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Pradaxa Dangers — Why are Americans Always the Last to Know?

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In yet another embarrassing moment for our United States regulatory authorities and medical establishment, doctors in New Zealand have written an open letter published in the New England Journal of Medicine highlighting the extreme danger posed by the drug Pradaxa.

As we have written before, Pradaxa is Takeda Pharmaceutical’s solution to the bothersome blood work that Coumadin patients undergo to monitor their blood levels. Both Pradaxa and Coumadin are prescribed to patients who suffer from Atrial Fibrillation or abnormal heart beat. By thinning the blood, these medicines reduce the risk of blood clots forming in the heart. Unlike those who take Coumadin, Pradaxa users do not require regular blood levels checked.

The problem however, for Pradaxa takers is the danger presented when they suffer any bleeding event, medical condition or trauma that requires emergency care or surgery.

Since those taking both Coumadin and Pradaxa have thin blood, any bleeding event such as an ulcer or stroke is a potentially life threatening event. For those taking Coumadin an effective reversal agent exists. Packed red blood cells or vitamin K delivered emergently allows doctors to control the bleeding and to perform emergency surgery. Pradaxa however, has no effective reversal agent. The danger for those taking Pradaxa is a potentially lethal and irreversible bleeding event.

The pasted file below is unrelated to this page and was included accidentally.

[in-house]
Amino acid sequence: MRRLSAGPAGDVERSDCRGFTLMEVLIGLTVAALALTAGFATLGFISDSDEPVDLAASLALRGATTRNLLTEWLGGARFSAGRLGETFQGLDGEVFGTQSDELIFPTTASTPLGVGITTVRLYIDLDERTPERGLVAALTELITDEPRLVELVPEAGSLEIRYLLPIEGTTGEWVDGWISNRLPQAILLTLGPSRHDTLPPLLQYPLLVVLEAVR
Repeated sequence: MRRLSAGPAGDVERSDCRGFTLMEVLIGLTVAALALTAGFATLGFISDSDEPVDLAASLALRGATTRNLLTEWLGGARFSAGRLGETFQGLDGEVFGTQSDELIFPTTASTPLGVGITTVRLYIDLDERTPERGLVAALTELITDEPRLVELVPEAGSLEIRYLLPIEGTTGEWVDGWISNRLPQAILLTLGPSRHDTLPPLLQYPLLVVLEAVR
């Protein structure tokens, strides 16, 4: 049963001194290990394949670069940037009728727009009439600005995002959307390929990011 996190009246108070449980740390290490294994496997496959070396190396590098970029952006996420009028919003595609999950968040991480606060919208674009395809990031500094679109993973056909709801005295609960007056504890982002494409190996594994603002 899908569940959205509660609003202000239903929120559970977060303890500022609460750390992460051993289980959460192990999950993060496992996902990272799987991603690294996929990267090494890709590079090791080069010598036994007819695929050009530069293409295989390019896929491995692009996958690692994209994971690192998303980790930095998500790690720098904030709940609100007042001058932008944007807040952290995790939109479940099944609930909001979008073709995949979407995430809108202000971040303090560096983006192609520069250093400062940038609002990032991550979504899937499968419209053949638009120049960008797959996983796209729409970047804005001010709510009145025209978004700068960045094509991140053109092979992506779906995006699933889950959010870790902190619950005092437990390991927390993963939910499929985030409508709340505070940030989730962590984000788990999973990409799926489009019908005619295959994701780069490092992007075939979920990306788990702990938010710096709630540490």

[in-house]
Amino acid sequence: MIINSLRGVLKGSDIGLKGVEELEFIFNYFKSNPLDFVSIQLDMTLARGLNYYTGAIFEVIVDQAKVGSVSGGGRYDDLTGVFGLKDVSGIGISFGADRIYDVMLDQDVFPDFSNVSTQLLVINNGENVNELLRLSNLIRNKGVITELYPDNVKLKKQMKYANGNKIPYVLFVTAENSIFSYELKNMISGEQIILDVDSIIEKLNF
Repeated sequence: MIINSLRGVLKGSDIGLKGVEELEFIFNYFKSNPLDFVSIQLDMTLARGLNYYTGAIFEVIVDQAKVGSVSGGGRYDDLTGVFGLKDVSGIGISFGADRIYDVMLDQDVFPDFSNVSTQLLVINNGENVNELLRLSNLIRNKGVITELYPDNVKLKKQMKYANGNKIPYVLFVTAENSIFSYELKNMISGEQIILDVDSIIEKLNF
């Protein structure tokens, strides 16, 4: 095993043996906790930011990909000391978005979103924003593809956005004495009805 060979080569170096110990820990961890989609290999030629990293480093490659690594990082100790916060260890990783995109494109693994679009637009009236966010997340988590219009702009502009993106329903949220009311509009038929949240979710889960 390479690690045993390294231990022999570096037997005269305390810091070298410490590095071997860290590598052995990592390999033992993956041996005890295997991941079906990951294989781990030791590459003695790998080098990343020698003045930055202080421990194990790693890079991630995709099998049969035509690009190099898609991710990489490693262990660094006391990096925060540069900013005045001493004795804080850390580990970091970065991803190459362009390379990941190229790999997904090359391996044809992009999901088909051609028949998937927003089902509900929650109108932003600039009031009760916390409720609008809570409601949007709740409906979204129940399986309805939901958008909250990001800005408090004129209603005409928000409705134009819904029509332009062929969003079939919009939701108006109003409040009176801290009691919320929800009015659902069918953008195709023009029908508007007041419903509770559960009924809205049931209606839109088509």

The group of doctors who published the open letter state:

“The serious consequences of the lack of an effective reversal agent should not be underestimated.” They based their comments on a two month study of bleeding incidents including major bleeds and found that, “Prolonged bleeding increased morbidity and possibly contributed to the death of one patient.”

They even found that reduced dosage of the medication in older patients did not reduce the risk of bleeding events.

Unlike the FDA, a group of physicians in New Zealand expressed concern about the possibility of excess bleeding in Pradaxa patients soon after it became available in New Zealand in July 2011. They formed a panel to study the problem and are now publishing their results which are very concerning.

By contrast, Pradaxa has been on the market in the United States for over ten years. The FDA finally got around to “studying the problem” of reported excessive bleeding events in December of 2011.

Why is it that the medical establishment in other countries routinely snuffs out bad drugs and defective medical devices years before the FDA even speaks to these issues. It took doctors in New Zealand less than a year to uncover the dangers of Pradaxa. Within that same year they had studied the problem and are now publishing their findings in one of America’s most prestigious medical journals.

Where are our doctors? Where is the FDA? Americans deserve better.



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